Medical Innovator Establishes Scholarship to “Pay Forward Gift of Education”

Dr. Alfred Spivack is pictured here with his ceramic art, crafted using a method he invented that fuses dichroic glass and clay. His work has been exhibited widely in juried shows in the U.S. and abroad, and his innovative technique has been published widely.

The motivation for Alfred P. Spivack, MD, to establish The Spivack Family Spirit of Philanthropy Scholarship was a desire to alleviate today’s medical students from some of the staggering debt that they incur during years of costly education.

The scholarship fund, started by Dr. Spivack, Professor Emeritus of Medicine, and the estate of his late sister Evelyn Spivack Goldberg, honors the memory of their parents Rose Werbner Spivack and Ralph Spivack, who in their teens fled Eastern Europe for Jamaica Plain, Massachusetts. Rose and Ralph worked for years, seven days a week tending to Spivack’s, their family delicatessen, to ensure that they could fund their children’s education.

“I was able to leave medical school debt free,” says Dr. Spivack, “which allowed me to pursue the field I wanted to, and buy a home. That’s just not possible for most medical students today.” It was this realization that inspired Dr. Spivack’s scholarship gift to Stanford, given in the spirit of paying forward the gift of education he received from his loving and hard-working parents. His professional and philanthropic efforts were recently recognized by his alma mater, Jefferson Medical College, which honored him with its highest recognition award, the Alumni Achievement Award. For Spivack, the gift was a matter of personal conviction, and it carries a message that he shares with each of his grandchildren as they head off to college: “Enter into what you do and leave it better.”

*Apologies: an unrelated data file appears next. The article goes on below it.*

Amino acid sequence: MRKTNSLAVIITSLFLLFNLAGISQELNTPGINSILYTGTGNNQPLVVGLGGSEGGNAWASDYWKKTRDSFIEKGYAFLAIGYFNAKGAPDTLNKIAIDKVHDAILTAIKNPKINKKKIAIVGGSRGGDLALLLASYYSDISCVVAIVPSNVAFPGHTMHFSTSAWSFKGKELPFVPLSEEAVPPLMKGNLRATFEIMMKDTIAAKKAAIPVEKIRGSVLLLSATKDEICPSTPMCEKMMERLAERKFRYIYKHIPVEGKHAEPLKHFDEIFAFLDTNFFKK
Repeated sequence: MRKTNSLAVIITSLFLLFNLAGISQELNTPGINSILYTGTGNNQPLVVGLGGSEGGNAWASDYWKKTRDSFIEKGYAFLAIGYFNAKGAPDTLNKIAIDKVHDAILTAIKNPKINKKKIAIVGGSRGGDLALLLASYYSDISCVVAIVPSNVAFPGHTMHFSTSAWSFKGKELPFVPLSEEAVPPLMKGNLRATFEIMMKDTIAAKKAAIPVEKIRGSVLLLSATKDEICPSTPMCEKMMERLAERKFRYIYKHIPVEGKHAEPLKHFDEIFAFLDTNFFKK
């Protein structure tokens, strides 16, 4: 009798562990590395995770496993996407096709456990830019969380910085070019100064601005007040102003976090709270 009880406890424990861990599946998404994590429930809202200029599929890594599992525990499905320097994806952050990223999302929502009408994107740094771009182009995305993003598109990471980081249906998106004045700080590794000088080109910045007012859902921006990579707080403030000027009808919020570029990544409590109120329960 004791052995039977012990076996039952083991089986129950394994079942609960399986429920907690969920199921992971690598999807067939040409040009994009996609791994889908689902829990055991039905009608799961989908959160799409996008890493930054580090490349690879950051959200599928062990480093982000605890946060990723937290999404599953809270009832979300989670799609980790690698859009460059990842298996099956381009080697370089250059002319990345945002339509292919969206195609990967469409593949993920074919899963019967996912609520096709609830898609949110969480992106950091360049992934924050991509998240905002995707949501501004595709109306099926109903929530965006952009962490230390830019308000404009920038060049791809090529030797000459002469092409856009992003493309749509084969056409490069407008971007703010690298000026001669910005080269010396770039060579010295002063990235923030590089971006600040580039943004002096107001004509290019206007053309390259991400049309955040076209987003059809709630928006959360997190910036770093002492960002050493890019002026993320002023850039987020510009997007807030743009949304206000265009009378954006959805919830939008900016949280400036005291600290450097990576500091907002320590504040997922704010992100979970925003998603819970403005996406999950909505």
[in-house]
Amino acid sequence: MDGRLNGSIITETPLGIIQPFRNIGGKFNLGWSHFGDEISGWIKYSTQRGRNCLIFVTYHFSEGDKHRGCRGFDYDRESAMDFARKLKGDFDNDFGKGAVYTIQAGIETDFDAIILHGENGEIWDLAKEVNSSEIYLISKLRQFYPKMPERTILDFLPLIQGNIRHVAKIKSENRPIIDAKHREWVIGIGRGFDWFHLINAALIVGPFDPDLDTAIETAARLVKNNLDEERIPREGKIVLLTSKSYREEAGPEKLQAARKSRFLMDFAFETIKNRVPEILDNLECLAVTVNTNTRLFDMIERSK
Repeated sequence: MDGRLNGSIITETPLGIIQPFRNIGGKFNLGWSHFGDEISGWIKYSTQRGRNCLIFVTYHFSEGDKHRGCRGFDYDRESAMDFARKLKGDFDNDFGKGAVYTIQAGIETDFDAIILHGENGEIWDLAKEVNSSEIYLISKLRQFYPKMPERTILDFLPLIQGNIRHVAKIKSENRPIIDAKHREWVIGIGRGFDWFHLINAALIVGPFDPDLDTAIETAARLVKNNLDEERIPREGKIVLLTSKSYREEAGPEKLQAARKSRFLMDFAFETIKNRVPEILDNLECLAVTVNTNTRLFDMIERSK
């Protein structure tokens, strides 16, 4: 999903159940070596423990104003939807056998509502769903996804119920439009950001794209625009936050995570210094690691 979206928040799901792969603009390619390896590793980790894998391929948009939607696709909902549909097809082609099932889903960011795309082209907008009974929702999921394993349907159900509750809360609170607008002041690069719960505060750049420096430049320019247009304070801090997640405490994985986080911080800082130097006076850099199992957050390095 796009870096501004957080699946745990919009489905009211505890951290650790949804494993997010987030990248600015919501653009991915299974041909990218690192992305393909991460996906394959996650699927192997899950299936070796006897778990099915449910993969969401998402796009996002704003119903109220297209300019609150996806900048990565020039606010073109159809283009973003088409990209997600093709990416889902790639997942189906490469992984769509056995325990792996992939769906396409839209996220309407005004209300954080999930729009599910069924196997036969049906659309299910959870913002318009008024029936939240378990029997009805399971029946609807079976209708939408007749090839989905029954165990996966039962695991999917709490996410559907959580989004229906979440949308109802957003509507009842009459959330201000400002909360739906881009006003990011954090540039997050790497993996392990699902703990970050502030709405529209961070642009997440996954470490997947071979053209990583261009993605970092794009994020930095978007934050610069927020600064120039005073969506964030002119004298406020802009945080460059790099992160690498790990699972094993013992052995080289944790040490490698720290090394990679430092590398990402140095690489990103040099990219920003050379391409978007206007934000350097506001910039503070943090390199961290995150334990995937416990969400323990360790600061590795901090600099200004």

The scholarship bearing his family name will make it easier for recipients to shave off some of their huge school loans, and will be added to a long list of achievements that speak to Dr. Spivack’s highly successful career as a professor and physician at Stanford. These include founding the Hypertension-Anticoagulation Clinic, Stanford’s popular Sports Medicine training course, and the Coronary Care Unit (CCU), now celebrating its 50th year. While serving as the CCU’s founding director, Dr. Spivack was among the first to encourage nurses to take a more active role in the care of critically ill cardiac patients. The Spivack Family Spirit of Philanthropy Scholarship will create an enduring legacy by helping emergent doctors get established and, Dr. Spivack hopes, by inspiring other medical school graduates and faculty to also consider supporting medical student scholarships. Studies show that financial assistance can help promote ethnic and economic diversity in medicine and give young doctors more freedom when selecting their career direction. It is with this in mind, and with the intent to impact medical education by “leaving it better,” that The Spivack Family Spirit of Philanthropy Scholarship is awarded to promising physicians of tomorrow.


Original PDF of the story.